I’m fascinated by the verbs here: encircle, make a way, make a path, place a stumbling block, clear the way, not hedge the way. What do these verbs suggest?
Would not question marks work better in this verse, and perhaps be more consistent with the previous questions?
34 O Lord, I have trusted in thee,
and I will trust in thee forever.
I will not put my trust in the arm of flesh;
for I know that cursed is he that putteth his trust in the arm of flesh.
Yea, cursed is he that putteth his trust in man or maketh flesh his arm.
“Arm” is usually a symbol for power in the OT. In what ways might we be tempted to trust the power of flesh? In what ways might Nephi have been tempted to do that?
35 Yea, I know that God will give liberally to him that asketh.
Yea, my God will give me, if I ask not amiss;
therefore I will lift up my voice unto thee;
yea, I will cry unto thee, my God, the rock of my righteousness.
Behold, my voice shall forever ascend up unto thee,
my rock and mine everlasting God. Amen.
Many readers regard this as “The Psalm of Nephi.” It seems that v34-35 do something different (less poetic, more didactic), and yet the “amen” points to the end of v35 as the end of the unit. What to make of this? Do you think this should be read as a psalm?
How would you describe the change in Nephi’s emotional state from the beginning to the end of the psalm? What causes it to change?
Can you discern a structure in this passage? How would you outline it? What themes can you identify? What emotions/moods are portrayed?
Are there occasions when Nephi’s word choice is particularly compelling?Consider the images in this text. Which ones resonate with you? Why do you think Nephi included this passage in the sacred record?
Is there a link between v15-16 (scripture study) and the psalm or is Nephi changing the subject?
I feel like we are seeing a different Nephi in this chapter–one with weaknesses and doubts who writes poetry. Do you think this is related to the death of Lehi? What else do you take from this chapter?
Summary thus far: Lehi gives blessings to all of his descendants except for Nephi (and his kids). Lehi dies. Nephi preaches to his brothers, who become angry with him. Nephi records this rather un-Nephi-like psalm. What insight does this context give you to what is going on in this chapter?
This is probably the only psalm in the BoM. Why is there a psalm here? Is it related to the absence of Nephi’s blessing?
(In what way) is the psalm of Nephi related to the recent death of Lehi?
It seems easy to locate the psalm in the context of increased conflict with his brothers after the death of Lehi, but a little harder to make sense of the context of delighting in the scriptures. What do you make of those verses as the context for the psalm?
The Nephites separate themselves from the Lamanites, keep the law of Moses, and build a temple—Because of their unbelief, the Lamanites are cursed, receive a skin of blackness, and become a scourge unto the Nephites. Between 588 and 559 B.C.
Note that the chapter heading has been changed in the newest online edition of the scriptures to remove the reference to a “skin of blackness.” See here for more info. (Some of the footnotes have been changed as well.)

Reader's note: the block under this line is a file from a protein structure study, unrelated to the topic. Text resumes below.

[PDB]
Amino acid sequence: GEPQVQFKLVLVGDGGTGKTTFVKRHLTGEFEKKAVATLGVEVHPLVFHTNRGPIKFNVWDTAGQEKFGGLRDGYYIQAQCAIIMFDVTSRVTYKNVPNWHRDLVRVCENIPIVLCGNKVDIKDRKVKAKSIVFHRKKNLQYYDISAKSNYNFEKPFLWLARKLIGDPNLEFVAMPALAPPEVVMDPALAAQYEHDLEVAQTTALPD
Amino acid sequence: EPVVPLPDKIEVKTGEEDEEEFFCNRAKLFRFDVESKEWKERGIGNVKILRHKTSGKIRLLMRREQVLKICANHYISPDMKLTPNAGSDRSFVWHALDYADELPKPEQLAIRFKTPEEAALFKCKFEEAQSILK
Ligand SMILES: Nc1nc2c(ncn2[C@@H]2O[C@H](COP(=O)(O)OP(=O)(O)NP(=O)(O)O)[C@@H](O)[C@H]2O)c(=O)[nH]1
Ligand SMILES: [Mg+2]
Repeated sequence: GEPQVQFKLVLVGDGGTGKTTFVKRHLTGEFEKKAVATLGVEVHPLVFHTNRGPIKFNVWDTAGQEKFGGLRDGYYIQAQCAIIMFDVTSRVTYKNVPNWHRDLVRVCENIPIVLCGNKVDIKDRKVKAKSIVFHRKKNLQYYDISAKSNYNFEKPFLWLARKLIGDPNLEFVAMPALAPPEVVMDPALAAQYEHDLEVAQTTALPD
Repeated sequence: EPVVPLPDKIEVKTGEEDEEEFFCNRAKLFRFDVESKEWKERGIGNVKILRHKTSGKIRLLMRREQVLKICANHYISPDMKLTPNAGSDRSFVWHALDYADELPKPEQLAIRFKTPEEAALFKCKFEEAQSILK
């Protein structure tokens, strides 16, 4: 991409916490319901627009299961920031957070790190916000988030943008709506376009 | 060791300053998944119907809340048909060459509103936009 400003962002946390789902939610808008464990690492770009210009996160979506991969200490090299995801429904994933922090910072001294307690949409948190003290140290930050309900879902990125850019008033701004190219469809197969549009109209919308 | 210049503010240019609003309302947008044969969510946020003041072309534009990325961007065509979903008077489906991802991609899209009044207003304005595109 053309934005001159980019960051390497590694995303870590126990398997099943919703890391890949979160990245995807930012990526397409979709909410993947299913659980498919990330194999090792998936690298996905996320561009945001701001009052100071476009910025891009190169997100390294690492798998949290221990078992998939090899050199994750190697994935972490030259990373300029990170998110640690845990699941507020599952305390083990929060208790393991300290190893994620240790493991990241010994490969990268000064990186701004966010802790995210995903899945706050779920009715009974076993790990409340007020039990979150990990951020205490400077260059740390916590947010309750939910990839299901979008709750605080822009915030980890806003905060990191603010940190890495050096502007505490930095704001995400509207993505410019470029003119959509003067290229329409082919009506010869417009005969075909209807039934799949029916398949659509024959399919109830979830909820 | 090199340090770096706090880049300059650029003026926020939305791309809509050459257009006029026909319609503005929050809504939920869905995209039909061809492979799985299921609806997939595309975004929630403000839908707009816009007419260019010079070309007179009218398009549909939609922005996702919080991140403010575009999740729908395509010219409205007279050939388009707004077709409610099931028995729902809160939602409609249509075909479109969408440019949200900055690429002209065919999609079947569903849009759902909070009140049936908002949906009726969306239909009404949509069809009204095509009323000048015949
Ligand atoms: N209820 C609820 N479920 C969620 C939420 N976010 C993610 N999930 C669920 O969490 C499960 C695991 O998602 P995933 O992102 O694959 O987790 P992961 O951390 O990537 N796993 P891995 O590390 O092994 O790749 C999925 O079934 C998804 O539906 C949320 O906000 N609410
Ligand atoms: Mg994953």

1 Behold, it came to pass that I, Nephi, did cry much unto the Lord my God, because of the anger of my brethren.
Interesting that in the previous chapter, he seemed to be very focused on his own anger and sins, but that the Psalm of Nephi is bracketed by references to the anger of his brethren. Given those brackets, how does that affect your interpretation of the psalm? If the focus of the context is on the anger of his brethren, then why is the content of the psalm focused on Nephi’s own weaknesses?
I’m curious about the anger; it seems to be caused by Lehi’s death. Why would they be angrier now than they were when Lehi was alive?
2 But behold, their anger did increase against me, insomuch that they did seek to take away my life.
3 Yea, they did murmur against me, saying: Our younger brother thinks to rule over us; and we have had much trial because of him; wherefore, now let us slay him, that we may not be afflicted more because of his words. For behold, we will not have him to be our ruler; for it belongs unto us, who are the elder brethren, to rule over this people.
Why do you think Nephi recorded this verse?
4 Now I do not write upon these plates all the words which they murmured against me. But it sufficeth me to say, that they did seek to take away my life.
5 And it came to pass that the Lord did warn me, that I, Nephi, should depart from them and flee into the wilderness, and all those who would go with me.
NB that flight, not fight (or anything else), is the appropriate response here.
Why was this the right call, after all of those calls to unity and preaching repentance before this? (Is the fact that they were seeking his life what made the difference?)
Jim F.: “Contrast verse 1 with 2 Nephi 4:27-29. Following the pattern of Moses and Israel that Nephi has referred to on several occasions, Nephi leaves Laman and Lemuel, taking his family and those who would follow him into the wilderness. The Doctrine and Covenants uses a related imagery when it commands us to leave Babylon, (See, for example, D&C 133:5, 7, and 14). What kinds of meanings can this type have for us today? How can we leave “Babylon” and go into the wilderness? Where is the wilderness today?”
Brant Gardiner points out that in previous, similar situations, Nephi had been protected by an angel. Why didn’t that happen here and what might we learn from that?
6 Wherefore, it came to pass that I, Nephi, did take my family, and also Zoram and his family, and Sam, mine elder brother and his family, and Jacob and Joseph, my younger brethren, and also my sisters, and all those who would go with me. And all those who would go with me were those who believed in the warnings and the revelations of God; wherefore, they did hearken unto my words.